If someone attacks you or tries to trespass on your property, your first instinct may be to fight back. Under the Castle Doctrine, which is essentially the doctrine of self-defense in Texas, it is legal to use deadly or nondeadly force to protect yourself, your family, and your land, in certain situations. Many Texas residents use the Castle Doctrine as a manslaughter defense or defense to other criminal charges.
What is the Castle Doctrine?
Kings and queens have no responsibility to retreat into their own castles and are allowed to do whatever it takes to protect themselves and their castles from attack. Similarly, under Texas Penal Code 9.31 and 9.32, which essentially make up the Castle Doctrine, Texas residents have the right to use force to defend their “castle,” whether it be their home, workplace, or vehicle, if the force is:
- Reasonable: Generally, there is a presumption that the use of force is reasonable if someone enters or attempts to enter your “castle” with force, attempts to remove you from your “castle” with force, a nd/or commits/attempts to commit a violent crime (e.g., murder, sexual assault, and robbery).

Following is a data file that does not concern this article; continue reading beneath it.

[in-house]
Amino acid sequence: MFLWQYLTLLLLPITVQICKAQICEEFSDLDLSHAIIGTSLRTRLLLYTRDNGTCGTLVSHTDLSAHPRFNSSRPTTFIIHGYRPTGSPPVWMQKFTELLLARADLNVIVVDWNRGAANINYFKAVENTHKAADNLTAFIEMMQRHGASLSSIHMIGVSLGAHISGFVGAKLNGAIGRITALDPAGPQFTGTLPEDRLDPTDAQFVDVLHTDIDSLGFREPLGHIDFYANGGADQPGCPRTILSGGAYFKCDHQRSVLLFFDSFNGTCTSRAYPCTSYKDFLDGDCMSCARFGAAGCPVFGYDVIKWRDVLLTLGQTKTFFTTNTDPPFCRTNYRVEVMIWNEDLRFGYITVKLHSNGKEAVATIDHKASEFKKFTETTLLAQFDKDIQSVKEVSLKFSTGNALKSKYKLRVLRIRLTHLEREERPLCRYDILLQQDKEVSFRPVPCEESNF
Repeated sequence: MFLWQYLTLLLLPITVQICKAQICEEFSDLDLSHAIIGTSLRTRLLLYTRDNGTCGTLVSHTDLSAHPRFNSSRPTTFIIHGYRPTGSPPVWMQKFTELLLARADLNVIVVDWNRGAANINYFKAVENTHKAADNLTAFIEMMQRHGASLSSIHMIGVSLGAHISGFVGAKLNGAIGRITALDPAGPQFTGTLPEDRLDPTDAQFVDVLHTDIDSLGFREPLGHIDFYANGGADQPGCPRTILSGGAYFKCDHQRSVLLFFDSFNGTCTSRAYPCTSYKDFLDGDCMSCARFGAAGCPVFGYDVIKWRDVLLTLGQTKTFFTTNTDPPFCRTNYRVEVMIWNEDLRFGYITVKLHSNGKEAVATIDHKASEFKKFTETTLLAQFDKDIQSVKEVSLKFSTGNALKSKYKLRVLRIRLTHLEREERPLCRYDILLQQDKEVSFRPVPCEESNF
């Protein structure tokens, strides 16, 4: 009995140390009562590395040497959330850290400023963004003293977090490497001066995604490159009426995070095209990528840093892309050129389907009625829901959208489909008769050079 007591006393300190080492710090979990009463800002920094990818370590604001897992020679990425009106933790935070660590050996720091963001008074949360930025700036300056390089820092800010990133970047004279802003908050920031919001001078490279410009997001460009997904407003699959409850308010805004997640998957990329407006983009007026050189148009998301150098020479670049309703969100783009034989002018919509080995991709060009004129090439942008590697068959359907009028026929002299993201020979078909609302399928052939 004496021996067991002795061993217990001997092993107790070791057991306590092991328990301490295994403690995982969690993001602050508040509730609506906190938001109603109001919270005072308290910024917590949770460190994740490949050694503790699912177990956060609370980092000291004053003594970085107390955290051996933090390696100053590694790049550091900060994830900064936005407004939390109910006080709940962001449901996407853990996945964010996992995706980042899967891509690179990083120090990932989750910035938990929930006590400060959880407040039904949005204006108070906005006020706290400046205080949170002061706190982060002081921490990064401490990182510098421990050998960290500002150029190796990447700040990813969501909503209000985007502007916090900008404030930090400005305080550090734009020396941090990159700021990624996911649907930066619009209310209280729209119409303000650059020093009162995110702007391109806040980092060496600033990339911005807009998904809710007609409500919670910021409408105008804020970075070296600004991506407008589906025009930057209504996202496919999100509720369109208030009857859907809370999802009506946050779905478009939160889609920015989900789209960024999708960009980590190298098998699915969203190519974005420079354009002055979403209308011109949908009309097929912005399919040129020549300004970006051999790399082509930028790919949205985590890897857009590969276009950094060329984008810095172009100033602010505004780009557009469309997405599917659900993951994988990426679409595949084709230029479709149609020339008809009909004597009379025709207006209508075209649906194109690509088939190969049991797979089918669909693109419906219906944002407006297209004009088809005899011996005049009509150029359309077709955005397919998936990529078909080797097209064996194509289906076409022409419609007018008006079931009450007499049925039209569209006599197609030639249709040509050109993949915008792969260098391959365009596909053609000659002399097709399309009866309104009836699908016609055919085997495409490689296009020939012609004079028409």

- Immediately necessary: Threats of future harm are generally not enough to qualify for protection under the Castle Doctrine.
What are the exceptions to the Castle Doctrine?
There are two main exceptions to the castle doctrine. These exceptions are:
- Provocation: You cannot claim protection under the Castle Doctrine if you were the aggressor in the incident.
- Criminal activity: You cannot claim protection under the Castle Doctrine if you were engaged in criminal activity at the time of the incident.
If you have been charged with manslaughter, consider speaking to an attorney to discuss the Castle Doctrine and other possible defense strategies.